Brickvention is Australia’s Premier LEGO Fan Event, and was directly responsible for me coming out of my dark ages over 12 years ago. After a year of on-again, off-again lockdowns, the team behind Brickvention have announced the 2022 event. With a new venue, timing and logo this year, a lot is changing! This year, the event has been designated an AFOL Networking Event by the LEGO Group.
The Royal Exhibition Building, home to the event from 2012 to 2020 is currently being used as a COVID-19 vaccination hub and isn’t available. So this year, the event will take place at the Melbourne Sports and Aquatic Centre (MSAC) in Albert Park, Victoria. Located on the other side of the City Centre, this venue offers a huge area for exhibiting MOCs, in an appropriately socially distanced fashion.
The timing is also a little different: rather than mid-January, it will take place much earlier in the month: after bump-in (January 6th), there is AFOL Convention Day (January 7th), followed by two days of Public Expo on the 8th and 9th of January.
Welcome once again to Throwback Thursday, and our regular Builders’ Journeys. In this column, AFOLs write about a set that had a profound influence on them, and the LEGO® builder they were to later become. Today, we hear from Inez, known as @iv_lego, on Instagram.
Inez lives in the Philippines and has become renowned for crafting MOCs based on real-world flowers, particularly those native to her part of the world. But it turns out that there was one set that showed her the way towards using LEGO bricks as a medium to create these flowers and trees…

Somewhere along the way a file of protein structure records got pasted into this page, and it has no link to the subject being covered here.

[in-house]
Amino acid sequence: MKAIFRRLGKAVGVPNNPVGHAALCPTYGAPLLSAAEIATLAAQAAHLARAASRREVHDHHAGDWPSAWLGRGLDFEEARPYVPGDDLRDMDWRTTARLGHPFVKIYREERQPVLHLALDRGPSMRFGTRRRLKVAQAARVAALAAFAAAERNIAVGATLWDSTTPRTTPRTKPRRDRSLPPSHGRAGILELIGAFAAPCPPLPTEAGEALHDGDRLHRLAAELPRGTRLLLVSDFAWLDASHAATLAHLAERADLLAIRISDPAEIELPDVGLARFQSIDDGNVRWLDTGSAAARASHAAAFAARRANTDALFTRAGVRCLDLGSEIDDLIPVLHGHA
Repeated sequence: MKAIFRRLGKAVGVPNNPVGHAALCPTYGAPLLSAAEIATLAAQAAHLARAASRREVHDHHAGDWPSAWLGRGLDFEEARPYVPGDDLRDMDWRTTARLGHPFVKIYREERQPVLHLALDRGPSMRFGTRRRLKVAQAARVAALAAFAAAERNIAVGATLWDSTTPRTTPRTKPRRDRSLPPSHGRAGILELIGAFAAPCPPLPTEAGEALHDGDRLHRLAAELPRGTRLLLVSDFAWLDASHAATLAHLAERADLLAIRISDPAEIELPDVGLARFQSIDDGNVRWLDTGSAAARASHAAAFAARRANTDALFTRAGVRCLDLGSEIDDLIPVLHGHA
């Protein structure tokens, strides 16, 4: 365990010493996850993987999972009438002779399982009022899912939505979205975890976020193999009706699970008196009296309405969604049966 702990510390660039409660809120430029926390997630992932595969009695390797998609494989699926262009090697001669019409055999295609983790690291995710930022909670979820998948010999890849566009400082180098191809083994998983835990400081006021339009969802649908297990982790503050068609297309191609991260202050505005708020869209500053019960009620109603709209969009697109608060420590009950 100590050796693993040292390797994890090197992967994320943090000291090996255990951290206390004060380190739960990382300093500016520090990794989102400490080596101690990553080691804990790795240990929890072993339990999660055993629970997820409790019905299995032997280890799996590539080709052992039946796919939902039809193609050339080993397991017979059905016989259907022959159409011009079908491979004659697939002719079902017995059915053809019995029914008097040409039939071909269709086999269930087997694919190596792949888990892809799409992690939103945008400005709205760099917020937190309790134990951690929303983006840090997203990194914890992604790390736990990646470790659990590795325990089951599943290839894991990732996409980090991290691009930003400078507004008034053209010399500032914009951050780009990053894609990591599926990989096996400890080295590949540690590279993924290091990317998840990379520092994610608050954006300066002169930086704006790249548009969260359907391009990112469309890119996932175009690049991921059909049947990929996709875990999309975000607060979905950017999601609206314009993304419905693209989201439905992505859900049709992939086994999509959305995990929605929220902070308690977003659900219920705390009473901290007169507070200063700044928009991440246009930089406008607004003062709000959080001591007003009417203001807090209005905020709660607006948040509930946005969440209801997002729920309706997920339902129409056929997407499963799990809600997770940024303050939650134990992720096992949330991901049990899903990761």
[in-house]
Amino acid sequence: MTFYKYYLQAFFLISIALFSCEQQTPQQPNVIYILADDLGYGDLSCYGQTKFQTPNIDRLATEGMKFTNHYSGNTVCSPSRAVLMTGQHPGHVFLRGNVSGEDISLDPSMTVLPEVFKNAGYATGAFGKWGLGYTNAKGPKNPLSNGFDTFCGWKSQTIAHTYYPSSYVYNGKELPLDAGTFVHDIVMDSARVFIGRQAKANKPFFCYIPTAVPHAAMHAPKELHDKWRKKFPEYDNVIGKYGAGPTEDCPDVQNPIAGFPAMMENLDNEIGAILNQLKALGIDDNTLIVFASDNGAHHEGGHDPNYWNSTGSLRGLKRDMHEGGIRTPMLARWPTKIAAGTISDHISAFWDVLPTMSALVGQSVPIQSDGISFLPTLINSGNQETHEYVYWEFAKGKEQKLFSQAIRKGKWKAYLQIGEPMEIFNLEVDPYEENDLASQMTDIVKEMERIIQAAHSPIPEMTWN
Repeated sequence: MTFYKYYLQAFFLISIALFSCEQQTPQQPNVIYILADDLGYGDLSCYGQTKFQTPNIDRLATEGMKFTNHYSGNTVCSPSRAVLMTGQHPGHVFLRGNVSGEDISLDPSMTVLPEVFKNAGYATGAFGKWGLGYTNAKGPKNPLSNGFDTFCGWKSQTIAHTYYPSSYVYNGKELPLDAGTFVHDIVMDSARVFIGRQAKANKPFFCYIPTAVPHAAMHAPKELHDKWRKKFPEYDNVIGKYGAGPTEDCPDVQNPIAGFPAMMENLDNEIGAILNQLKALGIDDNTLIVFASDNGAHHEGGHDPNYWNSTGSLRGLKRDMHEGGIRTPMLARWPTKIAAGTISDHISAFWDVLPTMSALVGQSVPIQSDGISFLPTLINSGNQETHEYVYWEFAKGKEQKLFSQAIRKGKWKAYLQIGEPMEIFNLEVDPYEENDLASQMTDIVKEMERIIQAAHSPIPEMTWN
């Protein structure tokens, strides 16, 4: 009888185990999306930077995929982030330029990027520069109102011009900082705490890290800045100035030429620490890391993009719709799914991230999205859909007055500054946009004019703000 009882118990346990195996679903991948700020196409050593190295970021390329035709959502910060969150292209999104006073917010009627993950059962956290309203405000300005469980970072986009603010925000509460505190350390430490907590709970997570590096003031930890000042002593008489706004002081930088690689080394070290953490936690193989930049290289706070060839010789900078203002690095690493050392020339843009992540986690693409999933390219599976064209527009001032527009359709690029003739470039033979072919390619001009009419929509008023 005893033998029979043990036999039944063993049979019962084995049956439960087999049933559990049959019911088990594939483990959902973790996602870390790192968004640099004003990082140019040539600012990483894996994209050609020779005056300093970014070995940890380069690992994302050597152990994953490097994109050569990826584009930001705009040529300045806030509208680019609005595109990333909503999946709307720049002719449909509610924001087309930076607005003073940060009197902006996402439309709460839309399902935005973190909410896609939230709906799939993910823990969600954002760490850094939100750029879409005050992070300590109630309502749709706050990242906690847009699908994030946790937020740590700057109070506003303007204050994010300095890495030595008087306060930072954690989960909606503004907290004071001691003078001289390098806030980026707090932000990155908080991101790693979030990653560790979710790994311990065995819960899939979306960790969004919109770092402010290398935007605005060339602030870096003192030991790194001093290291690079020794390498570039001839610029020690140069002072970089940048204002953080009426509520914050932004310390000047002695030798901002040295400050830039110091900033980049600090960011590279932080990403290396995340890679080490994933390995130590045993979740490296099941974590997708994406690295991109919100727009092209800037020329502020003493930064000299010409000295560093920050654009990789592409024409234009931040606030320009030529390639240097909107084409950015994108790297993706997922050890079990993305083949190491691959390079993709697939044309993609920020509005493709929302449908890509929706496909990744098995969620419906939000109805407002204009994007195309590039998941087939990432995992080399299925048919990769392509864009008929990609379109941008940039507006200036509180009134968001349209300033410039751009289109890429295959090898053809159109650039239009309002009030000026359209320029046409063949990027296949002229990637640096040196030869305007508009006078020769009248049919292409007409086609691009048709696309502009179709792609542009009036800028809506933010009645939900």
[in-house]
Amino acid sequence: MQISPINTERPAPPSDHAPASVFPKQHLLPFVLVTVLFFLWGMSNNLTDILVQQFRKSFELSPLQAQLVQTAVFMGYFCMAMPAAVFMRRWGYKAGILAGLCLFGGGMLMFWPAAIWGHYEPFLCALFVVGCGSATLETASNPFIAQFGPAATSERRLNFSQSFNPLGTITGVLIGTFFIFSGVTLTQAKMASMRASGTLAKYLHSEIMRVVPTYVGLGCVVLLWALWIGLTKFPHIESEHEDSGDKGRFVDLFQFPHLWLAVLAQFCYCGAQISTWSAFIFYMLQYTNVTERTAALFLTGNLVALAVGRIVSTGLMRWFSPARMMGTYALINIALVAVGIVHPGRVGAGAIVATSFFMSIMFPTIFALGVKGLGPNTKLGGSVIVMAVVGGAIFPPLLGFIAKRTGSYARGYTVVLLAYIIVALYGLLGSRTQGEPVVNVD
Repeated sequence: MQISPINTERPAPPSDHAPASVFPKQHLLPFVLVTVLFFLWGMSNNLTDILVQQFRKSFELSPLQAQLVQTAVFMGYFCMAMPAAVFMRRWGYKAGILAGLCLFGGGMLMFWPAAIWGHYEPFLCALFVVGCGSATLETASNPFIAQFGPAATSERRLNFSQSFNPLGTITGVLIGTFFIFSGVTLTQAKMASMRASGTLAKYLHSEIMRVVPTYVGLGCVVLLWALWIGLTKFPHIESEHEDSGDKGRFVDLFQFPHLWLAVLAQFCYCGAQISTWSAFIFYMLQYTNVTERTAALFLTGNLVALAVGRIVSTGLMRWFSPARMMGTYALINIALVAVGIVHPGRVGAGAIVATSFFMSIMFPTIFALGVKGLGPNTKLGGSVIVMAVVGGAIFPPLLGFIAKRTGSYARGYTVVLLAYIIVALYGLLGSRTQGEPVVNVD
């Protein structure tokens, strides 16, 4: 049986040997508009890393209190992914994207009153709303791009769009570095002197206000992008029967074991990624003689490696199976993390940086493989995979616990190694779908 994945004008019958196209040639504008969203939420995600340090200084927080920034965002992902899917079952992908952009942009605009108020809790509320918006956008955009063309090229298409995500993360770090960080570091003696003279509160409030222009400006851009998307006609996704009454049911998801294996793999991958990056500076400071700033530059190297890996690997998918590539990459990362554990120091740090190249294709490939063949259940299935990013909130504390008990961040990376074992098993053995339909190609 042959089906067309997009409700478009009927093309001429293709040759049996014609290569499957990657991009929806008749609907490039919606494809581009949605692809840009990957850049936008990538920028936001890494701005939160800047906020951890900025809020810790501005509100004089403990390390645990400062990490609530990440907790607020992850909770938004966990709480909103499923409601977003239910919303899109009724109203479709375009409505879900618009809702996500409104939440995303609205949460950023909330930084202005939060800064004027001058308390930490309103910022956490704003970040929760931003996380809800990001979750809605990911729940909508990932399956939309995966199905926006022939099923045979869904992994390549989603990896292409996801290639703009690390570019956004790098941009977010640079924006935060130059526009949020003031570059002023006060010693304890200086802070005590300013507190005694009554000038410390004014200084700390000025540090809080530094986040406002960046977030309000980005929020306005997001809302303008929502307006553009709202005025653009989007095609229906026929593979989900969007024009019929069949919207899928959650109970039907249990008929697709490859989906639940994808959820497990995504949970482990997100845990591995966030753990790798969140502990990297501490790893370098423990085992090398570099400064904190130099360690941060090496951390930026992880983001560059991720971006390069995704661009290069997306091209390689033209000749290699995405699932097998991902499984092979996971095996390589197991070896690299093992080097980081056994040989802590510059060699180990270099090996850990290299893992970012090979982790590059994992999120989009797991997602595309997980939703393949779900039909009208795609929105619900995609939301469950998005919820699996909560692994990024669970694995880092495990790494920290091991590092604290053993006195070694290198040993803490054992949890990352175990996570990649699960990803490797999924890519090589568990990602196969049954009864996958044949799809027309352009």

“When I started with LEGO sets in 2012, I knew immediately that I wanted to build plants and landscapes. At that time, the landscapes included in LEGO sets were still rather drab, and their trees were still very blocky. My first MOCs were trees, but they weren’t all that great. Probably because I didn’t know what I was doing. “
Henry Pinto and Cade Franklin shot to fame during the first season of LEGO® Masters Australia when they brought home the winners’ trophy. With a generous dose of creativity, to say nothing about a fair bit of talent in the ‘building with bricks’ department, Henry and Cade have released a book, in time for Fathers’ Day here in Australia.
Welcome back to our regular Builders’ Journeys column, where we take a look at sets from years gone by, through the eyes of someone for whom that set has a special significance. Today, Branko from New South Wales, via the Netherlands brings us a tale of his childhood, with 6950: Mobile Rocket Transport. This set was released in 1982 and has 209 pieces. Tat year also saw the debut of the yellow spacemen, and this set came with two of them!
Welcome to our first guest post in our series of Builders’ Journeys. We all have a LEGO® set that is special to us for some reason or another. In this series, I am asking readers to send in stories of a set that is important in some way. It might have been your first set, a special present, your first set as an AFOL, or a set you remember building with your school friends.
Today, we hear from Stefan M, from Hamburg, Germany. Stefan is part of the team at Stuck In Plastic, and can be found on instagram as @a_toyphotographer – formerly @herrsm. He was one of the first toy photographers that I encountered on instagram, and one of the first ‘virtual friends’ that I went on to meet in real life, while visiting Billund several years ago. Stefan brings us his memories of his first big adult purchase, and a set that that I know is still the white whale for many of you out there:
First things first: I’m not really a builder. I sure do follow (most) of the building instructions myself. But when it’s down to LEGO and why I’m passionate about it I’ll have to admit that I’m more of an observer. I like sneaking around corners and shooting pics of my favourite toys. But more about that later.